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Uvalde survivors file class action lawsuit seeking $27 billion from law enforcement entities, school district and others

<i>Brandon Bell/Getty Images/FILE</i><br/>
Getty Images
Brandon Bell/Getty Images/FILE

By Joe Sutton, CNN

Survivors of the fatal mass shooting at Robb Elementary School in Uvalde, Texas, have filed a $27 billion class action lawsuit against multiple law enforcement agencies in Texas, according to court documents.

The lawsuit, filed Tuesday in federal court in Austin, names the city, the Uvalde Consolidated Independent School District, the school district’s police department, the Uvalde Police Department, the Texas Department of Public Safety and a number of persons who are members or former members of the agencies listed as defendants.

The plaintiffs include parents and teachers and school staff members who were at the school May 24 when 19 students and two teachers were gunned down in adjoining classrooms just a few days before school was to let out for the summer. At least 17 others were wounded.

A total of 376 law enforcement officers from multiple agencies responded to the massacre, the second deadliest shooting on a K-12 school in the United States.

Officers waited 77 minutes after the shooter entered two adjoining classrooms before storming in and killing the gunman, an 18-year-old Uvalde resident.

The lawsuit alleges the victims and survivors “sustained emotional and psychological damages as a result of Defendants’ conduct and omissions” as a result of the shooting.

According to the lawsuit, despite active shooter training, law enforcement “fundamentally strayed from conducting themselves in conformity with what they knew to be the well-established protocols and standards for responding to an active shooter.”

The lawsuit went on to reference the dysfunction and extended time period law enforcement took to respond to the shooting.

“Instead of swiftly implementing an organized and concerted response to an active school shooter who had breached the otherwise ‘secured’ school buildings at Robb Elementary school, the conduct of the three hundred and seventy-six (376) law enforcement officials who were on hand for the exhaustively torturous seventy-seven minutes of law enforcement indecision, dysfunction, and harm, fell exceedingly short of their duty bound standards,” the suit claims.

“There are no words to adequately express our deepest condolences to all the families who lost a loved one on May 24,” Anne Marie Espinoza, a spokesperson for the school district, said in a statement to CNN. “Uvalde CISD cannot comment on or provide information about pending litigation. As a district, we focus on supporting our students and their families as we continue to navigate these unprecedented times.”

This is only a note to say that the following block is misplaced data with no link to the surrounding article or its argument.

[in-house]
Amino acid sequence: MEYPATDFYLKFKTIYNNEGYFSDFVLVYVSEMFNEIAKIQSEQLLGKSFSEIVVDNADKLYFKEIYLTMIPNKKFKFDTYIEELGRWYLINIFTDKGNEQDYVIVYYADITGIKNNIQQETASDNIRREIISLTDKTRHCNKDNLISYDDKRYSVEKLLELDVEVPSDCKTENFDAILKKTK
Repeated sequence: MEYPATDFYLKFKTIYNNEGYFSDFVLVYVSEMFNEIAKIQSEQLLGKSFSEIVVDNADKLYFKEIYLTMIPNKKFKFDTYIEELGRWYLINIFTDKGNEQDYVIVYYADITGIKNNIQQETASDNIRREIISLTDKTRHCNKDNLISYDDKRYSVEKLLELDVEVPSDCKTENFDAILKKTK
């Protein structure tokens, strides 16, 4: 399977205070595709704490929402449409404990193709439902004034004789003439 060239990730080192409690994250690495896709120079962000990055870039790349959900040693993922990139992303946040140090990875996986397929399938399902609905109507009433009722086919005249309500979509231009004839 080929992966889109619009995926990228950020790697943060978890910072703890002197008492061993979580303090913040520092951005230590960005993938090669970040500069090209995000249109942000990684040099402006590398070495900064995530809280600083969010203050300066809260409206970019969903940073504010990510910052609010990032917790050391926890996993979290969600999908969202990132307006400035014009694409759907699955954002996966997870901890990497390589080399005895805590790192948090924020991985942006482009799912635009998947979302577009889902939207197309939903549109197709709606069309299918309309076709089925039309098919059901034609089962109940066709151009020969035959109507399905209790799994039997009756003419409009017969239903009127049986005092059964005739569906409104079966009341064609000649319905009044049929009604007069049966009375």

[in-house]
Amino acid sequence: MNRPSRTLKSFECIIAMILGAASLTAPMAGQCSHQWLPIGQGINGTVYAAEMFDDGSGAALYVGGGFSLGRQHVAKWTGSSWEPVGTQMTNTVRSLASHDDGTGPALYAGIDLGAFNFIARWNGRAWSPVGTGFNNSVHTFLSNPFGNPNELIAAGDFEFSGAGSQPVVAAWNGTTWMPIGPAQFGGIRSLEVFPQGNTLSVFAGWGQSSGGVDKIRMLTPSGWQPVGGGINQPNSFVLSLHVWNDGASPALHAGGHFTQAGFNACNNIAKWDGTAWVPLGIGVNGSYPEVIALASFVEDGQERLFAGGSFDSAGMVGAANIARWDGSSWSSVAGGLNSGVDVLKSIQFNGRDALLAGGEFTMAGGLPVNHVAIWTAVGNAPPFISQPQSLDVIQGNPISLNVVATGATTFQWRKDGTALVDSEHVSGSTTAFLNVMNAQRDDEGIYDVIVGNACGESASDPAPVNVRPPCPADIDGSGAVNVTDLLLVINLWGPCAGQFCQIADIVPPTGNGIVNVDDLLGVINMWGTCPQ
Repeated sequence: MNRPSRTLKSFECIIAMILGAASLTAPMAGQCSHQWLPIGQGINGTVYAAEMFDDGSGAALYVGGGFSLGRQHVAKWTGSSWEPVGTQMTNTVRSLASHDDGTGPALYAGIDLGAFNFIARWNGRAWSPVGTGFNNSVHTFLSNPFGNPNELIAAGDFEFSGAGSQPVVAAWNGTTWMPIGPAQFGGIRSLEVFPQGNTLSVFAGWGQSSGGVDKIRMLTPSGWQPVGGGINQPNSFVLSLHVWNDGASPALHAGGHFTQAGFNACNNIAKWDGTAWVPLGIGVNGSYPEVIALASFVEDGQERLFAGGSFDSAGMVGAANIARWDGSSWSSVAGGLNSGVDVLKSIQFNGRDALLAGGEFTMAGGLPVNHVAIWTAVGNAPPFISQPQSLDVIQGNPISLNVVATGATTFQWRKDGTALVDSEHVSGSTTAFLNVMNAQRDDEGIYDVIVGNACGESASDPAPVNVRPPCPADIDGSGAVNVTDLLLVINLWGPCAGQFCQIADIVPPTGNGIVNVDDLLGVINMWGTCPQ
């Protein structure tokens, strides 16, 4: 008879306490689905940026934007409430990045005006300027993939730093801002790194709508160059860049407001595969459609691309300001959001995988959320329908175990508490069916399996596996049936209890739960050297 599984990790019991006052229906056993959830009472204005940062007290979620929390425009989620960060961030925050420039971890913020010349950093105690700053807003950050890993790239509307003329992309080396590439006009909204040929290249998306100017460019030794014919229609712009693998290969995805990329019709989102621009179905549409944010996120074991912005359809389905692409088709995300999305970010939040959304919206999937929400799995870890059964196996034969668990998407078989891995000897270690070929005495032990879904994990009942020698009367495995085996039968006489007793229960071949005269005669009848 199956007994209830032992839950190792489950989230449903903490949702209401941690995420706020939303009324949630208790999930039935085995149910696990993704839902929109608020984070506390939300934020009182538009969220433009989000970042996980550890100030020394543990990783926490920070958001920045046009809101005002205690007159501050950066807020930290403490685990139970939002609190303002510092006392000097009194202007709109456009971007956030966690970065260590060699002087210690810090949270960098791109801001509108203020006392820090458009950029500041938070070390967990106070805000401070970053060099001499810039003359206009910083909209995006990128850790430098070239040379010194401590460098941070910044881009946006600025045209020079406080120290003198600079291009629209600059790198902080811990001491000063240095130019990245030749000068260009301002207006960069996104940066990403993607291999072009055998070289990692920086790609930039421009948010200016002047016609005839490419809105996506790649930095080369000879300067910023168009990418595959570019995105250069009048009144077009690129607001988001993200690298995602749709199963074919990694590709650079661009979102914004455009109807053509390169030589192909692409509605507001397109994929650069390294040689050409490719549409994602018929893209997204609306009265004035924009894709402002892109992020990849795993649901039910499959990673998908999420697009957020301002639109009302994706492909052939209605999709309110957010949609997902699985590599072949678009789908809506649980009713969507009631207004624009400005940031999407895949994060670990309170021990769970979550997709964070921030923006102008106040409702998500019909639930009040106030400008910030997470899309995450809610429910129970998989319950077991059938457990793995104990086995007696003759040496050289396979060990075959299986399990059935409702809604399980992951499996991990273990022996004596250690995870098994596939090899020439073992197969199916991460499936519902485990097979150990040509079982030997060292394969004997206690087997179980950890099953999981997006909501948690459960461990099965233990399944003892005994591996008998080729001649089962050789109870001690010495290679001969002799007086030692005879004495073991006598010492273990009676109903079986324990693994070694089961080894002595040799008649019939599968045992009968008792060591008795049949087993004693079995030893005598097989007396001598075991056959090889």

CNN has reached out to the city of Uvalde and the state public safety department for comment.

The civil complaint is one of several around the massacre that seeks damages from a number of parties. One federal lawsuit filed earlier this week alleges nearly two dozen people and entities, including the gun manufacturer and store that provided the rifle used in the attack, were negligent and failed to protect a student who was killed. Other families filed a similar lawsuit in September.

Separately, on Tuesday, survivors and families of the victims filed another lawsuit seeking $6 billion in damages from firearm manufacturer Daniel Defense and Uvalde gun store Oasis Outback, alleging the shooter “turned to” the manufacturer, “who, due to a concerted and intentional marketing campaign specifically aimed at the demographic of young, isolated, troubled, and violent young men, successfully won over and wooed (him).”

The lawsuit also alleges that “despite all the indicia that reasonably raised doubts as to (the gunman’s) fitness to purchase,” Oasis Outback, the Uvalde gun store that sold him guns and ammunition, allowed the purchase to happen, “effectively providing him with an inordinate amount of guns, accessories, and ammunition that should have foreseeably raised significant flags of concern.”

CNN has reached out to Daniel Defense and Oasis Outback for comment.

Apart from the $6 billion in damages, the lawsuit seeks to stop Daniel Defense from “perpetuating its marketing campaign directed at young, underage youth wherein it irresponsibly dismisses and makes light of the dangerousness of their firearms.”

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CNN’s Rebekah Riess contributed to this report.

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